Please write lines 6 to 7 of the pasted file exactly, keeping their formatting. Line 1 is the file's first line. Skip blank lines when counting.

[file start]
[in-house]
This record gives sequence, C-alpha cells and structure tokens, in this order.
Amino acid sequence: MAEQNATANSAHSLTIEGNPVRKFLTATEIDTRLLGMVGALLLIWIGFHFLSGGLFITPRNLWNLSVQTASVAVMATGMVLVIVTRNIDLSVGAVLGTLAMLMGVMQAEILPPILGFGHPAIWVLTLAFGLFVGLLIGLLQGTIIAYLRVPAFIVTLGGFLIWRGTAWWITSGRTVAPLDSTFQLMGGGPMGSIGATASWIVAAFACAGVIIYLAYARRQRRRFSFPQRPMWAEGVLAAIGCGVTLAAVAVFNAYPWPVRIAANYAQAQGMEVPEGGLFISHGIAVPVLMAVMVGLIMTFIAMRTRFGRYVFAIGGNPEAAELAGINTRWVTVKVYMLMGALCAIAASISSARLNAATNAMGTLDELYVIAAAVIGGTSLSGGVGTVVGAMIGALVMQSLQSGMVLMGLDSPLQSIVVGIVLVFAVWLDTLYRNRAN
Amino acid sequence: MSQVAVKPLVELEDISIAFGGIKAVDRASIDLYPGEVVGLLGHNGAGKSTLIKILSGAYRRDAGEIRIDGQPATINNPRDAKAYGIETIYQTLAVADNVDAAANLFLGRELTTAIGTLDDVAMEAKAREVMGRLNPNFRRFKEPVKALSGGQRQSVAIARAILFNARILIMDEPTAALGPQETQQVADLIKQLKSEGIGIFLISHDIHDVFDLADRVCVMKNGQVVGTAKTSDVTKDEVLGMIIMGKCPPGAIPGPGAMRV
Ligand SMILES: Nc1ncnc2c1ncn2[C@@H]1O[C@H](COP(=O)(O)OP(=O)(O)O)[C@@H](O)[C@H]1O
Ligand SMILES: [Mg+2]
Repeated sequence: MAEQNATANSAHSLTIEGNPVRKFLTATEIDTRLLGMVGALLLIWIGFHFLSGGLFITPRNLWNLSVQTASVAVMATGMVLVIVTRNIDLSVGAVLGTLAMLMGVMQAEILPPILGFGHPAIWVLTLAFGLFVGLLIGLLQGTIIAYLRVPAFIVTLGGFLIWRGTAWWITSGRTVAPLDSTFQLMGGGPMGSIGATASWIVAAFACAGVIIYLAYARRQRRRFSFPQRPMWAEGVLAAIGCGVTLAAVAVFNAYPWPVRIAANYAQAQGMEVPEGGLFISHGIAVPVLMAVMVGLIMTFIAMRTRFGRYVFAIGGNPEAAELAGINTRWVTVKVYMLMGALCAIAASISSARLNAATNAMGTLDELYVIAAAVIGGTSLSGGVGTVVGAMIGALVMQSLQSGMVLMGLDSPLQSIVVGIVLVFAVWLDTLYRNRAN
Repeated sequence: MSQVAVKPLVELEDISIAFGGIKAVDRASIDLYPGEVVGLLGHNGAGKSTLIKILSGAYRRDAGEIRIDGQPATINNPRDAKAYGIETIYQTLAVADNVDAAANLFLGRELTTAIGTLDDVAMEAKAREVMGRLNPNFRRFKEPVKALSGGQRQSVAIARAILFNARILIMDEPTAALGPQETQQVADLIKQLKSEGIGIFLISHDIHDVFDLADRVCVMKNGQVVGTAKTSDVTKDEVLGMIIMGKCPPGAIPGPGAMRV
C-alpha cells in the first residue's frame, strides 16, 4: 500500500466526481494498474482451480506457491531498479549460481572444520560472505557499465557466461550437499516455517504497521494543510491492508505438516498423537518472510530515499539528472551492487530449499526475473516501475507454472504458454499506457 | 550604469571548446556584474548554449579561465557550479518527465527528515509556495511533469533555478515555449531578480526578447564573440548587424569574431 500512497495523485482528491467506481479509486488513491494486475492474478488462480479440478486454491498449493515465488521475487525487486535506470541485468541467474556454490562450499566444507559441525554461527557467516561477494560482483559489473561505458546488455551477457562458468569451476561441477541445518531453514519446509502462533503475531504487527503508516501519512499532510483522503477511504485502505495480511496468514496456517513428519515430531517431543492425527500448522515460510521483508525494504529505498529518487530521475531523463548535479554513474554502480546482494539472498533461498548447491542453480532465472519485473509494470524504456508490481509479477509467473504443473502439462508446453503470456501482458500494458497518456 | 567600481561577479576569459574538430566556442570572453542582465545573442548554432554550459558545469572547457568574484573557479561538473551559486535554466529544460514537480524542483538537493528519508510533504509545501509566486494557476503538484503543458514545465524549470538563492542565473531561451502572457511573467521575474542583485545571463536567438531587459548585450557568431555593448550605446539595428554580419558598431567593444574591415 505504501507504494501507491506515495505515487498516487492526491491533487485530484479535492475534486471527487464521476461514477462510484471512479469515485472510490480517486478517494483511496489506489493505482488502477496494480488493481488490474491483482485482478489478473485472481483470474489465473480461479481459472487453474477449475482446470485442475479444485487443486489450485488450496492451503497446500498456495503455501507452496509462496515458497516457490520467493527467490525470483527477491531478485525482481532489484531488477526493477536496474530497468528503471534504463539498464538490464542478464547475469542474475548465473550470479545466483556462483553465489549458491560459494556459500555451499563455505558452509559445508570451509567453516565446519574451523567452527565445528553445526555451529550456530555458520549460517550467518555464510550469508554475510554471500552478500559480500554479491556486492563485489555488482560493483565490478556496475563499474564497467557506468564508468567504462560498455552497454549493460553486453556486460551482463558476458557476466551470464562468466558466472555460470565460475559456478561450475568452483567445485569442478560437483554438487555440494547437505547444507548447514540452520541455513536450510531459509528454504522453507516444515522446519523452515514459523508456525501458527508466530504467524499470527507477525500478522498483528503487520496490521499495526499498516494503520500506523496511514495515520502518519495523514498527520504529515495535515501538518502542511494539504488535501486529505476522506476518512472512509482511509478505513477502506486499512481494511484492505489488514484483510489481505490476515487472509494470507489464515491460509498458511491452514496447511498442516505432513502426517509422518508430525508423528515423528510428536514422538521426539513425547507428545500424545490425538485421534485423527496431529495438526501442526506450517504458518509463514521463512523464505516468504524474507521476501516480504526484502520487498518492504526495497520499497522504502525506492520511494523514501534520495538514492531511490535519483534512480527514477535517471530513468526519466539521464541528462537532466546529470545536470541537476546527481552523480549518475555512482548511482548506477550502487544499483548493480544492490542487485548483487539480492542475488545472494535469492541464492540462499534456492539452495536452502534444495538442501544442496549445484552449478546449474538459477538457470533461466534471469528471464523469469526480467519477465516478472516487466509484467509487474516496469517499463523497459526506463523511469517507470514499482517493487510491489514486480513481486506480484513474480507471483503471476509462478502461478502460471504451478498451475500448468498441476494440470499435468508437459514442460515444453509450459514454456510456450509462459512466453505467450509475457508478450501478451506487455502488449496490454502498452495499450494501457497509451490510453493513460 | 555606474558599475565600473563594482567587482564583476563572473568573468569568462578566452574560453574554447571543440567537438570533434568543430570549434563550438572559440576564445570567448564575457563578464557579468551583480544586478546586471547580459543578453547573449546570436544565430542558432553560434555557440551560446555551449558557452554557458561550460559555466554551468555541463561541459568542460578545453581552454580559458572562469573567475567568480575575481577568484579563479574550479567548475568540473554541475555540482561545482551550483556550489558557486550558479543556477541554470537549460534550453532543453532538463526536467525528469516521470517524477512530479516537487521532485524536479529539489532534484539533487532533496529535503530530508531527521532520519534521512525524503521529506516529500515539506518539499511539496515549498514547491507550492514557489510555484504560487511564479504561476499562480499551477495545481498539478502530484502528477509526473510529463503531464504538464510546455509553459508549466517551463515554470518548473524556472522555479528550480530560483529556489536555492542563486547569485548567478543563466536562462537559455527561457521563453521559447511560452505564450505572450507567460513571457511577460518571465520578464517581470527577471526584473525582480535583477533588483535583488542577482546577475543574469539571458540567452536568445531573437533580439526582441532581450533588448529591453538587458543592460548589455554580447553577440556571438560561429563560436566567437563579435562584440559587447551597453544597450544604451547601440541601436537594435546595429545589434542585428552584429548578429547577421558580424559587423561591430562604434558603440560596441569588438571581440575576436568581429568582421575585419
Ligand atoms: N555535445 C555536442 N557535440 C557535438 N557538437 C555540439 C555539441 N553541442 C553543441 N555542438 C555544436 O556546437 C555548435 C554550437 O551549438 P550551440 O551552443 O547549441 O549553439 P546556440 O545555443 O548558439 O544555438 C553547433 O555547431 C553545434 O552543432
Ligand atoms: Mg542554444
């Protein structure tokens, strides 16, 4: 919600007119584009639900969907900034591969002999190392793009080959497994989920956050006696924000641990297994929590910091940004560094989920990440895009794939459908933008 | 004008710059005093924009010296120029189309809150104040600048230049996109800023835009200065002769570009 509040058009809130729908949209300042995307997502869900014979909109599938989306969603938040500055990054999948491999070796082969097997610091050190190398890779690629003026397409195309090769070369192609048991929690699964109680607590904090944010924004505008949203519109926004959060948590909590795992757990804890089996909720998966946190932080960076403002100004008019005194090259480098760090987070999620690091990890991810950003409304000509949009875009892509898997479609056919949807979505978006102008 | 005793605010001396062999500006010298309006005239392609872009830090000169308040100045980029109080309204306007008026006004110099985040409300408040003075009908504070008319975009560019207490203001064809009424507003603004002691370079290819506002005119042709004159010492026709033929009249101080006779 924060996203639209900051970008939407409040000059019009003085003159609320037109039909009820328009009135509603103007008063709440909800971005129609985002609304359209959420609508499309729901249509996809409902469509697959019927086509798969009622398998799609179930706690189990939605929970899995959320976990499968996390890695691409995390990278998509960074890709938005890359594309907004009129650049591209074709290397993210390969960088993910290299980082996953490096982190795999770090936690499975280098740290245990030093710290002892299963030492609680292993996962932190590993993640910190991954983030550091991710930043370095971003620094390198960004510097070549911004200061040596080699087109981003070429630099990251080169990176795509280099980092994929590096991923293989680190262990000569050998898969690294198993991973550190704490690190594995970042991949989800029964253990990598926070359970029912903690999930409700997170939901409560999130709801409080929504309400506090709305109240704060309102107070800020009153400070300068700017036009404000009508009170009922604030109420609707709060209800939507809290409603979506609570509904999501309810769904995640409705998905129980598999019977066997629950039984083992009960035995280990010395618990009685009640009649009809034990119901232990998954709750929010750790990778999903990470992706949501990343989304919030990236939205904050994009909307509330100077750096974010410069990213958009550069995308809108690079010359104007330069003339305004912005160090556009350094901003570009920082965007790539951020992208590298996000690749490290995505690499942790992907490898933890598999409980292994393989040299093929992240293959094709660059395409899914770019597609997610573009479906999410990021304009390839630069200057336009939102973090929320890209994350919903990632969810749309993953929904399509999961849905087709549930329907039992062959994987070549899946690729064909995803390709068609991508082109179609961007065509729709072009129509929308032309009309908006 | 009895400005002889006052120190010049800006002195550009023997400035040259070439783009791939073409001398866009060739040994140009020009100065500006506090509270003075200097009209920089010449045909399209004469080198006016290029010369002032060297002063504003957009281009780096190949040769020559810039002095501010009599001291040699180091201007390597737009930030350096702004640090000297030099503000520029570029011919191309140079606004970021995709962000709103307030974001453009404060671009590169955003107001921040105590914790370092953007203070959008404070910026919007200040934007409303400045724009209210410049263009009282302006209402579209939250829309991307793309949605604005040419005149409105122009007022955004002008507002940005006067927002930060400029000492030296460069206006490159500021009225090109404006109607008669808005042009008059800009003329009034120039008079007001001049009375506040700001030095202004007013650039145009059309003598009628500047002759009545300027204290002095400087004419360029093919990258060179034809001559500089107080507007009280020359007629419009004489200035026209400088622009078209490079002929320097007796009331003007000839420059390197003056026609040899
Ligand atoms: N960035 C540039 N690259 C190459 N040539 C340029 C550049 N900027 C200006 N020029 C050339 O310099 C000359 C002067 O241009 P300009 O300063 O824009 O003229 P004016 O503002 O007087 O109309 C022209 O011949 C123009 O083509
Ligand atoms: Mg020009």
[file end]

Ligand SMILES: [Mg+2]
Repeated sequence: MAEQNATANSAHSLTIEGNPVRKFLTATEIDTRLLGMVGALLLIWIGFHFLSGGLFITPRNLWNLSVQTASVAVMATGMVLVIVTRNIDLSVGAVLGTLAMLMGVMQAEILPPILGFGHPAIWVLTLAFGLFVGLLIGLLQGTIIAYLRVPAFIVTLGGFLIWRGTAWWITSGRTVAPLDSTFQLMGGGPMGSIGATASWIVAAFACAGVIIYLAYARRQRRRFSFPQRPMWAEGVLAAIGCGVTLAAVAVFNAYPWPVRIAANYAQAQGMEVPEGGLFISHGIAVPVLMAVMVGLIMTFIAMRTRFGRYVFAIGGNPEAAELAGINTRWVTVKVYMLMGALCAIAASISSARLNAATNAMGTLDELYVIAAAVIGGTSLSGGVGTVVGAMIGALVMQSLQSGMVLMGLDSPLQSIVVGIVLVFAVWLDTLYRNRAN